- if the current element is referenced in other glyphs but you’ve selected all nodes.
- Otherwise, those transformations will be applied on the element level.
Transform panel in the Font window»
When you select multiple glyphs in the Font window, enter a value for shift, scale, slant or rotate in the Transform panel, and click Apply, FontLab will check if other glyphs use any of the selected glyphs as references. If this is the case, FontLab will show a dialog box asking if you want to also transform references of the current layer, or if you want to transform selected glyphs only.
This has important implications:
If you choose to apply the transformation to Also references (default), then:
- FontLab will apply the transformation on the contour level in all selected glyphs.
- This is similar to how transforming a glyph cell of a contour glyph worked in FontLab Studio 5.
Example: Select the
Aglyph but not
Aas a reference) in the Font window, apply a slant in the Transform panel and choose Also references:
The contours of the current
Alayer will be slanted.
- The node coordinates will be rounded if Contour > Coordinates > Round when Editing is on.
- You will also see the result of the slanting in
Aacute, but only for the
Aelement — because you’ve transformed “the contents of the element box”, so all references are affected.
- In the Gallery panel, the element will be slanted.
If you choose to apply the transformation to Selected only, then:
- For glyphs that are not used as references, FontLab will apply the transformation on the contour level (just like described above).
- For glyphs that are used as references, FontLab will apply the transformation on the element level.
Example: Select the
Aglyph but not
Aas a reference) in the Font window, apply a slant in the Transform panel and choose Selected only:
The contours of the current
Alayer will not be slanted. Instead, the element inside the
Acurrent glyph layer the will have a non-destructive slant applied (visible in the Elements panel).
- The same element referenced in
Aacutewill remain upright.
- In the Gallery panel, the element will remain upright.
Note: If you select some glyphs in the Font window and use the Transform panel:
- Horizontal and vertical flip always work on the element level.
- The dialog box will only appear if the contour-level (Also references) shift, scale, rotation or slant would affect glyphs that you haven’t selected.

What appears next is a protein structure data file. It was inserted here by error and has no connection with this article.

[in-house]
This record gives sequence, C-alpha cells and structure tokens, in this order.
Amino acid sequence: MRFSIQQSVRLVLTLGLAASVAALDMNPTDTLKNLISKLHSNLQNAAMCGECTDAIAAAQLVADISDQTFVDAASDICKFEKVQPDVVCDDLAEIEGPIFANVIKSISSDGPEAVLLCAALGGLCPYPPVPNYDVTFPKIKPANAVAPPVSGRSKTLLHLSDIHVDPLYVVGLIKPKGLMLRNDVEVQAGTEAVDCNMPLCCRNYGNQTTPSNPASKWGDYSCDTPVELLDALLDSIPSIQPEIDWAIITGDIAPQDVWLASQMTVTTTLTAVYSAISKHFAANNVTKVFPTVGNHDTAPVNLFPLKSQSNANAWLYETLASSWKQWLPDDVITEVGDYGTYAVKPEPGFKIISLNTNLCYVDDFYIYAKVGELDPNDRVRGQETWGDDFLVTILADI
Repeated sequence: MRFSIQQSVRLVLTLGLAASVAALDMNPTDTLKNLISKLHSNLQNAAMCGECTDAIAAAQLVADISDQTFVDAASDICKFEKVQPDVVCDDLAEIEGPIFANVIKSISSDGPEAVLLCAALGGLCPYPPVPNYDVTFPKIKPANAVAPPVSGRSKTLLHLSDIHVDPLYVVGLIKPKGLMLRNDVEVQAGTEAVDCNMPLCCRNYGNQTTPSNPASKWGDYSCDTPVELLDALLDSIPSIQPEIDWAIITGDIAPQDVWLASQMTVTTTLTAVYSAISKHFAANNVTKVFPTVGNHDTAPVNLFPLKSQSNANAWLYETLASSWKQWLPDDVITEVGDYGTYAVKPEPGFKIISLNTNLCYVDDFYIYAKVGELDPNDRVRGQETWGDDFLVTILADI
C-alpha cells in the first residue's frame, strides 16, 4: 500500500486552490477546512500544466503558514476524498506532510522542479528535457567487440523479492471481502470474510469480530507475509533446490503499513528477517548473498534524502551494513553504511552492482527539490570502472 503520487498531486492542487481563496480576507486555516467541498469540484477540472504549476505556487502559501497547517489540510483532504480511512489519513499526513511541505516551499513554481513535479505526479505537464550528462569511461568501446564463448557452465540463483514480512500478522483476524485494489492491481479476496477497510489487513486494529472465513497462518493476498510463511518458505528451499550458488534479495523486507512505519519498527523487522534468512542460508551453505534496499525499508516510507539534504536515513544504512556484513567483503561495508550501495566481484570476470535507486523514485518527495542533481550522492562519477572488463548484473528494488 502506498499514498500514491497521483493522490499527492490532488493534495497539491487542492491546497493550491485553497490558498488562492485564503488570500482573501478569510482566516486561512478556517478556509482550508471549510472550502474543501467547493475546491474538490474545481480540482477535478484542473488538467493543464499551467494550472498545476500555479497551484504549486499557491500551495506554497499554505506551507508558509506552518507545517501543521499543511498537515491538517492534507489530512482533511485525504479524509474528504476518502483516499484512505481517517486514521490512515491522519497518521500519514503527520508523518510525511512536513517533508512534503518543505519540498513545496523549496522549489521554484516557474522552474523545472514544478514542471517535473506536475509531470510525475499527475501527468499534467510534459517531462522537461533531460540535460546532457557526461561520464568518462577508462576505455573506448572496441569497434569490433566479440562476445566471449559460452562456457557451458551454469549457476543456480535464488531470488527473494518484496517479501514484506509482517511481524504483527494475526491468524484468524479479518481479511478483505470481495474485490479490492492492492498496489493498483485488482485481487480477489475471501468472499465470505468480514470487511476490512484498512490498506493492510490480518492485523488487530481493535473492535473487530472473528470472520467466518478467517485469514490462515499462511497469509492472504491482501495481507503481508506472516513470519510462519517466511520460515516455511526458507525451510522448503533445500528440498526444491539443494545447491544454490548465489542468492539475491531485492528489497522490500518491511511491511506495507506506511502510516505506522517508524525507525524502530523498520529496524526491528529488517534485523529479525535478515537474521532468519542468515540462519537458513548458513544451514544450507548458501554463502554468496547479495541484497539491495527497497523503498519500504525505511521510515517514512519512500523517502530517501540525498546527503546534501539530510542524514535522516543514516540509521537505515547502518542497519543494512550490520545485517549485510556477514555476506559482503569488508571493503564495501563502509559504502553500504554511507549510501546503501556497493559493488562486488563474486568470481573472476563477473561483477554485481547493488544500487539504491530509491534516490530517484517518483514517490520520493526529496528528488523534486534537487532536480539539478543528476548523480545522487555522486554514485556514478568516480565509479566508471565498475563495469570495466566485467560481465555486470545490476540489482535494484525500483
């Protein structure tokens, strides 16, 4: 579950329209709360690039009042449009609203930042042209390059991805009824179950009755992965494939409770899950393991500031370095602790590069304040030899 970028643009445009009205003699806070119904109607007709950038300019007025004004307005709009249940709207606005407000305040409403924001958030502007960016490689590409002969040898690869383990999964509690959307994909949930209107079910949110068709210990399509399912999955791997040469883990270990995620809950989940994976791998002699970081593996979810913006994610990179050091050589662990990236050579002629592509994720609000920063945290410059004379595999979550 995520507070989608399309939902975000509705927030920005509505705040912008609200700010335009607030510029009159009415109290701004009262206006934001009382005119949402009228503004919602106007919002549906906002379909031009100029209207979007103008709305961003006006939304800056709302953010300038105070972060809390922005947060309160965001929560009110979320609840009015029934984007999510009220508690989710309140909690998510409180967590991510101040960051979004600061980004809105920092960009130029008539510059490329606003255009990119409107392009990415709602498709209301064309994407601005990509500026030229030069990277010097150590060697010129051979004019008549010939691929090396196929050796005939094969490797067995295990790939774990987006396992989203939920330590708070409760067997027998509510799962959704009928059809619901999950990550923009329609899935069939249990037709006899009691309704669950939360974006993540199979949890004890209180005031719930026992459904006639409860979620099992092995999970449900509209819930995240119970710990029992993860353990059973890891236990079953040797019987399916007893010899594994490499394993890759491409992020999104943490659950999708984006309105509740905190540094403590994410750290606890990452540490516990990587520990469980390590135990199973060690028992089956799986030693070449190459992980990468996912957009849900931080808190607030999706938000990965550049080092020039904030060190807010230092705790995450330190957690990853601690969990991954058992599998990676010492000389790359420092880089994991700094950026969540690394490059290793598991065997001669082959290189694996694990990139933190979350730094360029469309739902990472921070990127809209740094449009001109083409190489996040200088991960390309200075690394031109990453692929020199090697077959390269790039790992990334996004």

- If you select all glyphs, or you select the composite glyphs that use certain references and all the source glyphs for these references, FontLab will perform the transformation on the contour level, and will also shift the elements in composite glyphs according to the transformation.
- If you only select composite glyphs but not the sources of their references, FontLab will perform the transformation on the element level (equivalent to transforming TrueType or UFO components in composite glyphs).
Transformations in the Actions dialog»
When you transform glyphs via Tools > Actions > Basics (Scale, Shift, Slant or Rotate), FontLab will behave as if you’ve chosen the “Selected only” transformation. It will apply the transformation on the contour level if it can, and will use element-level transformation only if contour-level transformation would affect glyphs that you haven’t selected.
The toolbar is more compact, so it fits better on smaller screens. It is also smarter: if it does not fully fit on screen, it hides the the Matchmaker and TrueType hinting tools first, and then the View toggles.
Glyph window property bar»
With the Preferences > Editing > Glyph window property bar setting, you can now decide whether the property bar of a Glyph window should be located at the top or at the bottom of the window. You may find a better visual balance of the window when the property bar is at the bottom.
The Glyph window property bar now first shows the font, then the layer/master switcher, and then the current glyph name. The layer/master switcher no longer moves around when you switch between different glyphs.
Brush tool property bar»
The dropdown list of the brush tool sizes in the Property bar for the Brush tool now includes several standard sizes in addition to sizes that match the font stems defined in Font Info.
- When View > Element Frame is on, the current element now shows a vertical line that goes through its center when you use the Contour tool and the element is locked, or when you use the Element tool. This is similar how FontLab Studio 5 displayed the active component.
- Element guides are now also visible for grouped elements.
- Element > Image > Interpret SVG is now called Make SVG Editable. This more clearly describes the operation. When you import an SVG, FontLab keeps it in its native form, with gradients, transparencies and all sorts of tricks. You can scale and rotate such an SVG but you cannot modify the contours inside it. But when you make an SVG editable, FontLab will convert it into FontLab native elements, composed of images and editable contours. As this conversion is not perfect, in some cases the results may be unexpected, and some properties such as gradients will be lost in conversion. But you will then be able to edit the individual contours.